It was Wednesday night at the 2006 Friends General Conference Gathering in Tacoma, Washington. I had been spending the evening sitting with Debbie Humphries from Hartford (Conn.) Meeting, getting an update on the growth of her ministry and hearing her joy around the travel minute from her home meeting.
As we sat on a park bench outside a building on the edge of campus, a young man approached us, seeming to just appear out of the dark of evening. He was stripped to the waist, low‐hung jeans, strongly built. He asked us, “I know this is a strange request, but could you look to see if I have been stabbed in the back?” He turned around as we stood to approach him. Indeed there was a 3/4‐inch stab wound on the back of his left shoulder.
He lived in a nearby town, was 17, and a high school student. He explained that he had been waiting for a bus to get to work when a carload of his friends came by and there was a fight between them and “some black kids.” I then noticed another puncture wound on the right side of his chest. Both times as we got closer to examine the wounds, he would say, “You don’t have to touch me! You don’t have to touch me. But I am clean.” He continued to be singularly focused on his need to get to work. He needed the money.
We asked if he wished to call his parents. He said no. We asked if there was anywhere he could go to to get medical attention. No. We stressed that he needed medical attention. He said he would call a friend. He then walked back to a nearby picnic table where his shirt and backpack lay.
Debbie and I returned to our bench, blankly staring at each other, trying to make some sense of what had just happened. In a few moments we were on our feet again and walked over to the young man, who by now had put his bloodied shirt back on. He told us that he had gotten ahold of a friend who was on the way to pick him up. He began to put his backpack on, which would have rubbed over the two wounds. Debbie insisted that he not do that. The state of shock this young person was in became more painfully obvious. Debbie noticed some dampness on the back of his head. He knelt down so she could look closer. As she spread his hair aside to look at his scalp he again was responding, “You don’t need to touch me.” He had a rather long gash or cut on the back of his head.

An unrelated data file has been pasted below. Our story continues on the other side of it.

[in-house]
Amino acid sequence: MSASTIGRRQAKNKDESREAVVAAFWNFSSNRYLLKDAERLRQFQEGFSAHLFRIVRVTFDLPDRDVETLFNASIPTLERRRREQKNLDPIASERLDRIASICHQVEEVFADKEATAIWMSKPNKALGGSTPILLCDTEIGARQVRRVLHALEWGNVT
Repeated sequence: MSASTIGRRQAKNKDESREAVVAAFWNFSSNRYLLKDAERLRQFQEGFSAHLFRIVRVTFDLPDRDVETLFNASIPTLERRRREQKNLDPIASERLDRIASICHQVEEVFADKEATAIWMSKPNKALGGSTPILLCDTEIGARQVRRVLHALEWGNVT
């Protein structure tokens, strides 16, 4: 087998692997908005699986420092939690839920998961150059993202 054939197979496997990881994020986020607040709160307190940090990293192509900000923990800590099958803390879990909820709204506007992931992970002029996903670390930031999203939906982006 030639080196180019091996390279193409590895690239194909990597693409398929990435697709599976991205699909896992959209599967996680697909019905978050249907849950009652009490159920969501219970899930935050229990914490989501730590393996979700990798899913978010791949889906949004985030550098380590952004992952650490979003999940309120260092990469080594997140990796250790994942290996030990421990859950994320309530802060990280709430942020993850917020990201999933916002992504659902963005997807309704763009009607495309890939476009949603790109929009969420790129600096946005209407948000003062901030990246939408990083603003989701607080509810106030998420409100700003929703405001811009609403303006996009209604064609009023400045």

Again we stressed the need for medical attention, particularly because he seemed still intent on getting to work. He then walked away, off campus to go meet his friend.
We once again returned to our bench, stunned, and not feeling released from this situation. We tried to replay what had just gone on and make some sense of it. We got up again, this time to leave campus. We knew we needed to find this young man.
We circled about a four‐block area, walking past a neighborhood coffee house that had become a place to hang out for attendees at the Gathering. We circled back to campus with no sight of him. Deb remembered that he had mentioned the transit center, which was a block beyond where we had just walked. We set out again. As we approached the transit center, we could see several police officers and a couple of squad cars.
We told the police of our experience with this young man. They explained that there had been a big gang fight here earlier and that three youths had been sent to the emergency room. They asked for a complete description of the young man and for our names and phone numbers. We then seemed to be at liberty to go.
Suddenly, Debbie started walking away from us toward the parking lot. She had sighted a station wagon driven by a young man on a cell phone pulling into the parking lot. I then saw the wounded youth emerge from the shadows of a school yard across the street and come running to his friend’s car. I ran to catch up with him. By the time I got there we were surrounded by a bunch of squad cars and more police.